Top Gun: Maverick review: Tom Cruise returns to skies in high-octane action-adventure

It's a blend of action thriller and nostalgia vehicle that wears its heart on its sleeve. 
Top Gun: Maverick review: Tom Cruise returns to skies in high-octane action-adventure

Tom Cruise plays Capt. Pete "Maverick" Mitchell in Top Gun: Maverick

★★★★☆

The world and its wars may have changed in the decades since Top Gun (1986) propelled Tom Cruise into the stratosphere, but Maverick is as maverick does. And so Top Gun: Maverick (12A) opens with veteran test pilot Captain Pete Mitchell, aka Maverick (Tom Cruise), breaking the rules as he attempts to fly hypersonic, after which he is summoned by Admiral ‘Iceman’ Kazansky (Val Kilmer) and commissioned to teach a new generation of pilots how to fly an impossible mission: destroy a nuclear reactor being built by a rogue state.

Maverick’s best pupil is Rooster Bradshaw (Miles Teller), a cautious flier who has learned the hard way not to trust Maverick’s instincts — he is, after all, the son of Goose, the co-pilot who lost his life in the original movie when Maverick went off-piste. Can the men learn to dovetail and bring out the best in one another?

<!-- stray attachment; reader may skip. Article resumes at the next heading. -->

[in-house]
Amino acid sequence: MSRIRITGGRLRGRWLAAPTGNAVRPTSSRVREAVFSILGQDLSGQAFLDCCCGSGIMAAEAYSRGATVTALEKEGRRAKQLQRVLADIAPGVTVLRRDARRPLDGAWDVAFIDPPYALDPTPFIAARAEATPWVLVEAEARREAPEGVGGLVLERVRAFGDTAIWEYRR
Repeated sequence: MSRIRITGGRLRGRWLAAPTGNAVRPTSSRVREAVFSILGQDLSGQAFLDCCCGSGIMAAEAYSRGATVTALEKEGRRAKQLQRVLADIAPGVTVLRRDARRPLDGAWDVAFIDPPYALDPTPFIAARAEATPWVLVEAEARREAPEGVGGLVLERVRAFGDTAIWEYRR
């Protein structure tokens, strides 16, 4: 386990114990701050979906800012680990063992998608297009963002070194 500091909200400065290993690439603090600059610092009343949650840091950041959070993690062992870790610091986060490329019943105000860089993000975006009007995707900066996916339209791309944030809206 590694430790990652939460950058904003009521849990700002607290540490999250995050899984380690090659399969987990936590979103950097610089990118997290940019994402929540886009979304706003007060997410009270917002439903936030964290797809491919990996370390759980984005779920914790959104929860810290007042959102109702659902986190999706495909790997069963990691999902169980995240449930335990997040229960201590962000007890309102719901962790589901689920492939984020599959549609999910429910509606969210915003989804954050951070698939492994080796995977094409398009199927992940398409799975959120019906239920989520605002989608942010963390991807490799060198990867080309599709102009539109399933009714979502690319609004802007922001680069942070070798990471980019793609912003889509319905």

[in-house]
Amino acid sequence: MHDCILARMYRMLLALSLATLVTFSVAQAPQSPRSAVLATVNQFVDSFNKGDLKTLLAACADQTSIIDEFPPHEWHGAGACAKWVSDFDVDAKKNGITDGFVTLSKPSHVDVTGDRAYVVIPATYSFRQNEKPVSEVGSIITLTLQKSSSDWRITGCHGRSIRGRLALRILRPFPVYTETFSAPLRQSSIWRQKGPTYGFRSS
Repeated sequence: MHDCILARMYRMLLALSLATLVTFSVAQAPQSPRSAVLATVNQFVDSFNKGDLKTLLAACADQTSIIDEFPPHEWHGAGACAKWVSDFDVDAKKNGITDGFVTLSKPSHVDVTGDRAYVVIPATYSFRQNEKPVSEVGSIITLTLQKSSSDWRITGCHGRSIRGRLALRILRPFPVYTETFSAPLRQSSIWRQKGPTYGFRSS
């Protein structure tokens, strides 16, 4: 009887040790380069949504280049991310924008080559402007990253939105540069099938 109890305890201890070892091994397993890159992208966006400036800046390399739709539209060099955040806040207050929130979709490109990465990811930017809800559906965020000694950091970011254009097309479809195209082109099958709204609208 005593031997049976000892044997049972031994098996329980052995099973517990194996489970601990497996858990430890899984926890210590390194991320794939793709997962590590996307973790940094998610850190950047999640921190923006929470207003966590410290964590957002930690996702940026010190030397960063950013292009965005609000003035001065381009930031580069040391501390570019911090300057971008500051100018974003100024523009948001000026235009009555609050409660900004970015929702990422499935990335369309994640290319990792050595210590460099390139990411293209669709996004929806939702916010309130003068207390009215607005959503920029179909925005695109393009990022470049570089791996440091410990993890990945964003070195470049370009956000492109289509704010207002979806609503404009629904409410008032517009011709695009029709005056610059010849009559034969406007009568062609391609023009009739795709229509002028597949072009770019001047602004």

Right from the off, as Kenny Loggins’ 'Danger Zone' blasts out over the opening credits of jet fighters landing on an aircraft carrier, Top Gun: Maverick is a clever blend of action thriller and nostalgia vehicle (director Joseph Kosinski recreates quite a few of the iconic scenes from the original here). The adrenaline-fuelled action sequences are brilliantly executed, and especially the suicide mission itself, which bears more than a passing resemblance to the Rebel assault on the Death Star, but where the movie really scores is when the characters are back on terra firma.

Hangman (Glen Powell) is this generation’s Maverick, a hell-for-leather, seat-of-the-pants pilot who is in direct competition with the conservative Rooster; and while Maverick’s ‘don’t think, just do’ mantra won the day back in the 1980s, the older Maverick is obliged to temper his own innate instincts to become a responsible father-figure.

The result is a high-octane action-adventure that wears its heart on its sleeve.

(cinema release)

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